For Rowland Wood however the future could look brighter with your help. Since its acquisition Butterfly Conservation and dedicated volunteers have worked to regenerate this disappearing habitat, but this is under threat without urgent funding.

Please donate today 

Why do we need your help? 

Butterfly Conservation needs your help to be able to continue maintaining Rowland wood, creating open spaces and allowing natural woodland regeneration to occur. Removing non-native species and restocking with native trees will help the forest to slowly return to its natural rhythm. 

Using traditional woodland management techniques, we have reopened sections of the canopy and created open spaces that allow for violets, the foodplant of Small Pearl-bordered and Pearl-bordered Fritillary to thrive. However, this work is ongoing and must not end here

Another unforeseen challenge for these butterflies was the onset of the Covid pandemic. Monitoring and conservation work was halted, and there was a gap in our ability to continue the habitat management the butterflies require. Following this, the populations were then hit by serious drought in the summer of 2022, with consequences that we are only beginning to understand this year. With a changing climate, spring weather patterns can be more unpredictable, making conditions more challenging for the butterflies. To give them a fighting chance we must provide a habitat they can thrive in to help them survive these changes.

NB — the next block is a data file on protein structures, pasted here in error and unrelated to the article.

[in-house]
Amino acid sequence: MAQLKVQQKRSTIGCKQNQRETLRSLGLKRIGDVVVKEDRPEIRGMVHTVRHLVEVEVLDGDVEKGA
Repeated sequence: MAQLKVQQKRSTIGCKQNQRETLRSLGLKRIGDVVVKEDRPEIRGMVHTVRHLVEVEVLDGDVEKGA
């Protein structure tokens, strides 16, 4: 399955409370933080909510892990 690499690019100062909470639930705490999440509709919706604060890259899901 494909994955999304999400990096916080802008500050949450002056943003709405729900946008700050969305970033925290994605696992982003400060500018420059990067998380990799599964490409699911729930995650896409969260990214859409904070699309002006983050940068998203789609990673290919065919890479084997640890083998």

Please consider making a donation today to help save butterflies and moths.

What other species will benefit from the regeneration of Rowland wood?

Through the spring and summer, Rowland wood is awash with butterflies and moths, and this is all thanks to ongoing management. Some of the butterflies and moths that call it home are listed below:

Grizzled Skipper 


White Admiral


Broad Bordered Bee Hawk-moth


Green Hairstreak



 Much of this biodiversity is thanks to coppicing. By opening up the woodland canopy, sunlight is able to reach the forest floor through the previously dense leafy cover. Allowing an explosion of growth from once dormant plants. These plants are hugely important for not just butterflies. Many insects, birds, bats and small mammals rely on this mimicked natural process. With an active coppice rotation, Rowland Wood could once again thrive, creating a vast range of habitats and a refuge for many declining species. 

Thank you for helping us to restore and preserve this landscape, with your donation we can create a bright future for the fritillaries of Rowlands Wood, expand our conservation action and save butterflies and moths across the UK. 



* The State of the UKs Butterflies report – Butterfly Conservation 

**The Woodland Trust


Small Pearl-bordered Fritillary - Peter Eales
Pearl-bordered Fritillary - Gareth Knass
Grizzled Skipper - Gilles San Martin
White Admiral - Neil Hulme
Broad Bordered Bee Hawk-moth - Tom Brereton
Green Hairstreak -Neil Hulme

Got an idea like this?

Over £200 million has been raised from our crowd to support the projects they love! Plus tens of millions more unlocked by our partners.